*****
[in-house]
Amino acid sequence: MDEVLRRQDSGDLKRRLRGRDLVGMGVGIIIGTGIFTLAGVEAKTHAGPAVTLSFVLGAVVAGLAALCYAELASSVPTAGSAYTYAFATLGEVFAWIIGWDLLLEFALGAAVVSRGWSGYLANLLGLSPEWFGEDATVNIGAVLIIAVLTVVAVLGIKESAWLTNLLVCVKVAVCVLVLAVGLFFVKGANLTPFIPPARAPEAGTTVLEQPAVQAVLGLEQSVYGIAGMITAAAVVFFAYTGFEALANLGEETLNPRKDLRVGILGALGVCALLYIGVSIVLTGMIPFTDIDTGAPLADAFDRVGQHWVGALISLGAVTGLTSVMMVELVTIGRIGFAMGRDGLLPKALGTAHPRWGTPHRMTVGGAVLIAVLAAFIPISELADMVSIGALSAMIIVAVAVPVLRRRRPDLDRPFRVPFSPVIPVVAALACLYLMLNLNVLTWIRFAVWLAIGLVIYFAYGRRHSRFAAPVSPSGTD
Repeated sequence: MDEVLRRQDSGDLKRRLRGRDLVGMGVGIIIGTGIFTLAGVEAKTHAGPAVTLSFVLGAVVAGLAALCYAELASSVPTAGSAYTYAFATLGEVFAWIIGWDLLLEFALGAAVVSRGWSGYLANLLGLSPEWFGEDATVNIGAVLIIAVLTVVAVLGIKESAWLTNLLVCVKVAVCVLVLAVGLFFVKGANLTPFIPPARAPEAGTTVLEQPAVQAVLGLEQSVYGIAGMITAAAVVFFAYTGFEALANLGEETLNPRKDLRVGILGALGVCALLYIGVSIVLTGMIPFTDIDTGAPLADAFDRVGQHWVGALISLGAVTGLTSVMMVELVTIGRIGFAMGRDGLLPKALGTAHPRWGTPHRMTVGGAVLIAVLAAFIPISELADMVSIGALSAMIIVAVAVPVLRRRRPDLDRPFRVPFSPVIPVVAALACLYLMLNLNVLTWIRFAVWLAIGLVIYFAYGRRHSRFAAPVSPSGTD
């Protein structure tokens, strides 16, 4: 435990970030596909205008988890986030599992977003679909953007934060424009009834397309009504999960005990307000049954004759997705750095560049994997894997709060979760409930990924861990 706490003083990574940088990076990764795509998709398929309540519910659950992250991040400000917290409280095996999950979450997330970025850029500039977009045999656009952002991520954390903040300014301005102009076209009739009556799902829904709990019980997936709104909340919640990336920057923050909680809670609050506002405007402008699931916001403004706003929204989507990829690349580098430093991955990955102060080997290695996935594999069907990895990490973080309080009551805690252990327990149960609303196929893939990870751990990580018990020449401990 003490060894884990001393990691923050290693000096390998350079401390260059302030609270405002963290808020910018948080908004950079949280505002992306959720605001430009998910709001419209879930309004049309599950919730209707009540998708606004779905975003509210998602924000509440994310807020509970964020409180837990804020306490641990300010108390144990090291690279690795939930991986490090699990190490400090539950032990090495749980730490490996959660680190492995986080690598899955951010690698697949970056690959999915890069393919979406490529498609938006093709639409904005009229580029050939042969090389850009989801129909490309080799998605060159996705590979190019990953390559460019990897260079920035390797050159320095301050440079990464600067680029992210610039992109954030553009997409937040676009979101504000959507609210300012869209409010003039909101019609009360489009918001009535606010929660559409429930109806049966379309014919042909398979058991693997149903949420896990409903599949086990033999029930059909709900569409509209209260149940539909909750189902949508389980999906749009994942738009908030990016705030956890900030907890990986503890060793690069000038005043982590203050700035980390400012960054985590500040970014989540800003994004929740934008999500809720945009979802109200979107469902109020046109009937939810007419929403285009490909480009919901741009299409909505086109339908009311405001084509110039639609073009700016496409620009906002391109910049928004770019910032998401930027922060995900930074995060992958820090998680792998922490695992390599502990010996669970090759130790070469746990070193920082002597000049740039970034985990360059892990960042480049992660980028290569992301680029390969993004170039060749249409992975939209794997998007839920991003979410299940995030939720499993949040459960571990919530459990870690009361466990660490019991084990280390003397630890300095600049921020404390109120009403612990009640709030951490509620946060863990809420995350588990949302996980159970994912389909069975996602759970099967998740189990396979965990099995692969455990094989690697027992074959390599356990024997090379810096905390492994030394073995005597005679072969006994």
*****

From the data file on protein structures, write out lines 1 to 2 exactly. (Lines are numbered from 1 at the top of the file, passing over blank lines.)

[in-house]
Amino acid sequence: MDEVLRRQDSGDLKRRLRGRDLVGMGVGIIIGTGIFTLAGVEAKTHAGPAVTLSFVLGAVVAGLAALCYAELASSVPTAGSAYTYAFATLGEVFAWIIGWDLLLEFALGAAVVSRGWSGYLANLLGLSPEWFGEDATVNIGAVLIIAVLTVVAVLGIKESAWLTNLLVCVKVAVCVLVLAVGLFFVKGANLTPFIPPARAPEAGTTVLEQPAVQAVLGLEQSVYGIAGMITAAAVVFFAYTGFEALANLGEETLNPRKDLRVGILGALGVCALLYIGVSIVLTGMIPFTDIDTGAPLADAFDRVGQHWVGALISLGAVTGLTSVMMVELVTIGRIGFAMGRDGLLPKALGTAHPRWGTPHRMTVGGAVLIAVLAAFIPISELADMVSIGALSAMIIVAVAVPVLRRRRPDLDRPFRVPFSPVIPVVAALACLYLMLNLNVLTWIRFAVWLAIGLVIYFAYGRRHSRFAAPVSPSGTD